Provisional annual data for work-related fatal accidents in Great Britain just released by the Health and Safety Executive (HSE) shows that 142 workers were fatally injured at work between April 2014 and March 2015 (a rate of 0.46 fatalities per 100,000 workers). This is a small increase on the previous year.
Although the statistics indicate that the UK remains one of the safest places to work in Europe HSE’s chair points out that every death is a tragedy. Judith Hackitt said: “It is disappointing last year’s performance on fatal injuries has not been matched, but the trend continues to be one of improvement. Our systems and our framework remain strong as demonstrated by our performance in comparison to other countries.
“Every fatality is a tragic event and our commitment to preventing loss of life in the workplace remains unaltered. All workplace fatalities drive HSE to develop even more effective interventions to reduce death, injury and ill health.”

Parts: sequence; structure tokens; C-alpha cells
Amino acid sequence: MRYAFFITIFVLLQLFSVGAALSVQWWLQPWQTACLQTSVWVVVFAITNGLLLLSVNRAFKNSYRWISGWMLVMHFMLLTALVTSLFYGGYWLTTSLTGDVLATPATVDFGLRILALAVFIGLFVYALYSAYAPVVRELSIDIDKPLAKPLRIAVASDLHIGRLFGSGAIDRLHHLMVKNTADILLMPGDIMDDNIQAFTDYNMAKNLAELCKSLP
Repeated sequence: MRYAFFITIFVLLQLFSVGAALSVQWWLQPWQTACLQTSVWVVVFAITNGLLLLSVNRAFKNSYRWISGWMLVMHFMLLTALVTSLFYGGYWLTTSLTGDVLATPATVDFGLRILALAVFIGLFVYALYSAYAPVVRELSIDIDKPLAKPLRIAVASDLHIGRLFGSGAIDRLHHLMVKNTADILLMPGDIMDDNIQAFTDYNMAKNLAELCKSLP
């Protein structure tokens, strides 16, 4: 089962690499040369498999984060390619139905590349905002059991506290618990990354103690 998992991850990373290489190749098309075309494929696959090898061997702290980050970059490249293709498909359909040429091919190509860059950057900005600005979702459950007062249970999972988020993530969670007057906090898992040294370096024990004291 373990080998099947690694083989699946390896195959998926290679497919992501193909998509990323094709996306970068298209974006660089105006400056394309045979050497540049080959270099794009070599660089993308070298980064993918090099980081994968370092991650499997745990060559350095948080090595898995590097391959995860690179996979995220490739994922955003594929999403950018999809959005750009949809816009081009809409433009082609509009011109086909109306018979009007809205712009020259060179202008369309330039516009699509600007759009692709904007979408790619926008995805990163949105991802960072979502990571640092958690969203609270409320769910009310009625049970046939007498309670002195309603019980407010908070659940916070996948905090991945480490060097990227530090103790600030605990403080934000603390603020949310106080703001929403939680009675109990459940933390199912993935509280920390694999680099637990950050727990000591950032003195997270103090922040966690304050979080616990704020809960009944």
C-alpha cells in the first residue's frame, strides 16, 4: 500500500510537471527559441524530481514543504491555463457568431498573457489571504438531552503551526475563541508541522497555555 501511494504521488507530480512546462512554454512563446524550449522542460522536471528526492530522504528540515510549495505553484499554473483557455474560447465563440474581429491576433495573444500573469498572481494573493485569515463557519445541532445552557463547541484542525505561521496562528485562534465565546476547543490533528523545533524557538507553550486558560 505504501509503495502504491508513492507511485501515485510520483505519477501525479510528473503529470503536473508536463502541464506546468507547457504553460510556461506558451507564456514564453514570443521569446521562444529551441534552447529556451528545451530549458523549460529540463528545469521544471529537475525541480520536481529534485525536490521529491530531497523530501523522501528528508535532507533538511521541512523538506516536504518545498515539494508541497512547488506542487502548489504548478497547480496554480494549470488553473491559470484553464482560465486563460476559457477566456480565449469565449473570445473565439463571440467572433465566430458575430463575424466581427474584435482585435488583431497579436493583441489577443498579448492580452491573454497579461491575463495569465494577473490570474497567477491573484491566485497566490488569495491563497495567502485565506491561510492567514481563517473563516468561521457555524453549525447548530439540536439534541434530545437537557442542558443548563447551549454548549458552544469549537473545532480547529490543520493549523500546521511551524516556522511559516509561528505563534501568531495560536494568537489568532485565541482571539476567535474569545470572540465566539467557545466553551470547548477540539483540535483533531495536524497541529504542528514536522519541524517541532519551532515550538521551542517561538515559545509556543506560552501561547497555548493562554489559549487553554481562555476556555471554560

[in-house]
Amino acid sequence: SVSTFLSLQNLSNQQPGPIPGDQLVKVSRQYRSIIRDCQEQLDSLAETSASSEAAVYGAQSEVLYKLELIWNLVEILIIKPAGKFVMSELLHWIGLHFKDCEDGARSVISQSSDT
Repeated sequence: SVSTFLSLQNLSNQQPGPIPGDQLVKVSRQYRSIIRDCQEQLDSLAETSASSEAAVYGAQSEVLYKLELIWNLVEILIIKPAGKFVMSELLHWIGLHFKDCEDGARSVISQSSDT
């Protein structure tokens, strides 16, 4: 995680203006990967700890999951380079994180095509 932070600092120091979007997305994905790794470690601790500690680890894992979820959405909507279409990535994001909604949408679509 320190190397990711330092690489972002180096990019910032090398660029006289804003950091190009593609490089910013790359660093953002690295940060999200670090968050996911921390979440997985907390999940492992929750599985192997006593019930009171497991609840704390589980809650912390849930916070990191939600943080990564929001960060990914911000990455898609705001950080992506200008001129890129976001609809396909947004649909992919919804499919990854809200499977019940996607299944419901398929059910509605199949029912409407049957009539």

The new data reports the rate of fatal injuries in several key industrial sectors:
35 fatal injuries to construction workers – a rate of 1.62 deaths per 100,000 workers, compared to an average of 45 deaths in the past five years and a decrease from the 44 deaths recorded in 2013/14.
33 fatal injuries to agricultural workers– a rate 9.12 deaths per 100,000 workers, equalling the average of 33 deaths in the past five years and an increase from the 27 deaths recorded in 2013/14.
In waste and recycling 5 fatal injuries to workers were recorded – a rate of 4.31 deaths per 100,000 workers. The average in the past five years has been of 6 six deaths.
The Executive has also released the latest figures on deaths from asbestos-related cancer. Mesothelioma, one of the few work related diseases where deaths can be counted directly, contracted through past exposure to asbestos killed 2,538 in Great Britain in 2013 compared to 2,548 in 2012.
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